Then there's the factor of civil liberties, gnarly in terms of the imaginative lengths they can take. There are watchdog groups, for example, who decry item-level RFID as a serious threat to the consumer's privacy. They foresee circumstances in which not only is the store's tagged merchandise read, but also any tagged merchandise that consumers bring into the store. Those groups describe it as snooping into the purses and pockets of consumers. The groups warn that invasion of privacy can extend to homes and other private quarters, victimized by newer generations of readers with increased ranges. But are fleets of vehicles equipped with high-power readers penetrating buildings, and even curbside garbage, a credible concern? Or is this mere paranoia? The answer doesn't matter as much as the fact that the question exists; furthermore, who's to say that publicized concerns about alleged government surveillance of private citizens aren't bolstering the credibility of the RFID-related claims.
And it's unlikely that RFID ever will achieve maximum penetration in CPG industries without there being regulatory involvement, especially concerning privacy issues. Currently, there are no federal mandates that RFID-tagged consumer packaged goods carry disclosures to that effect. Nor are there mandates governing the use of scanners, for that matter. Modifications could be required of the Fair Packaging and Labeling Act; the Federal, Food, Drug and Cosmetics Act; and others among the various federal regulations that govern packaging. And given the meticulous, step-wise-and, yes, often slow-process that regulatory changes undergo, an overnight impetus from that source shouldn't be expected.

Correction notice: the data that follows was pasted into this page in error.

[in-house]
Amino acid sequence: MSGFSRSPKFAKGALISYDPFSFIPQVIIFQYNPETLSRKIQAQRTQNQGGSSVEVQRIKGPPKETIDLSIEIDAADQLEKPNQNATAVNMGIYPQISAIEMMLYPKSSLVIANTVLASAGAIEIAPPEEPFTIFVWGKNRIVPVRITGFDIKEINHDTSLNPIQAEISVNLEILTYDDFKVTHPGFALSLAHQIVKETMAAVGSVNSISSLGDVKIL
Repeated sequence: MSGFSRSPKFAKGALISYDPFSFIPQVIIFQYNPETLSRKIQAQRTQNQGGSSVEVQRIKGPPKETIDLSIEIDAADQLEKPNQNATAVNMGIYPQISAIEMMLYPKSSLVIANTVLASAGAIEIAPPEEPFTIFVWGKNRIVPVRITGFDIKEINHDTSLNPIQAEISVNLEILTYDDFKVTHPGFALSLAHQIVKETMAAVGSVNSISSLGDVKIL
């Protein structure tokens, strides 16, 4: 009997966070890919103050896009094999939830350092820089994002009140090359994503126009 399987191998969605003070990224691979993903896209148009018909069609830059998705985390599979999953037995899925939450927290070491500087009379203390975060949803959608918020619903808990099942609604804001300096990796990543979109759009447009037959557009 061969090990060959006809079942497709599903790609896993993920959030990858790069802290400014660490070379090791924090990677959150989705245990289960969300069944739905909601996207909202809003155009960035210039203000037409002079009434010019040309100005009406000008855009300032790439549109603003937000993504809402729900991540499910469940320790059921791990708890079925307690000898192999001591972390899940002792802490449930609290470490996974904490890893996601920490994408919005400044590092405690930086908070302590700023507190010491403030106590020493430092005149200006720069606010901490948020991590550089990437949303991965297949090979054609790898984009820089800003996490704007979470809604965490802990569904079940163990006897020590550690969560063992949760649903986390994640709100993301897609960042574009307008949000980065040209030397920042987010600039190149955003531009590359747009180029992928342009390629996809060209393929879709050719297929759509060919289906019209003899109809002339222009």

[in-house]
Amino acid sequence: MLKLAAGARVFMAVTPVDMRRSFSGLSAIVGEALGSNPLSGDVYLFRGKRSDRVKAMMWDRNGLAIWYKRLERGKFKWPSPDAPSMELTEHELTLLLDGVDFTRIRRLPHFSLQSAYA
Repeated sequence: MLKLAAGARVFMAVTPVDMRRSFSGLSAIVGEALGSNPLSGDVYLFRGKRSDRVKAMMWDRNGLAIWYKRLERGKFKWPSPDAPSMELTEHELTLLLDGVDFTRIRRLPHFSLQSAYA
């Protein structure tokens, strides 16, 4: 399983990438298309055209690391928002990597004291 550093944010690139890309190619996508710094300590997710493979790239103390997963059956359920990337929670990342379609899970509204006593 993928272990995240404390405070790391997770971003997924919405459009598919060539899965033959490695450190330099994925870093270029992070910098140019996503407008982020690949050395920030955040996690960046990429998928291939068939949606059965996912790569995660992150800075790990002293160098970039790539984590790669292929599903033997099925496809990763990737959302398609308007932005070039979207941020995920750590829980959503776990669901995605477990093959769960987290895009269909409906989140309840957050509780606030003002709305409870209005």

The future to the rescue?
Despite the less-than-stellar growth of RFID at the item-level and the various challenges still operating, CPG companies should not consider it a dead topic; rather, they should have in place a plan for staying current on developments. Consider Walmart's use of item-level tagging of apparel. Another consideration is that the U.S. Department of Defense is a major backer of RFID, and there have been occasions of advances coming out of government programs and afterward being adopted for civilian purposes.
And not to be overlooked are the many predictions concerning a "smart" future, where retail shelves communicate with aisle screens and shopping carts, and household appliances monitor the freshness of their contents and even place retail reorders. Somewhere in that backdrop, there would seem to be a natural role for "smart" packaging. Why not RFID? Ultimately, RFID might prove to be the equivalent of the famous wit, Mark Twain, who is said to have once affirmed that reports of his demise had been greatly exaggerated.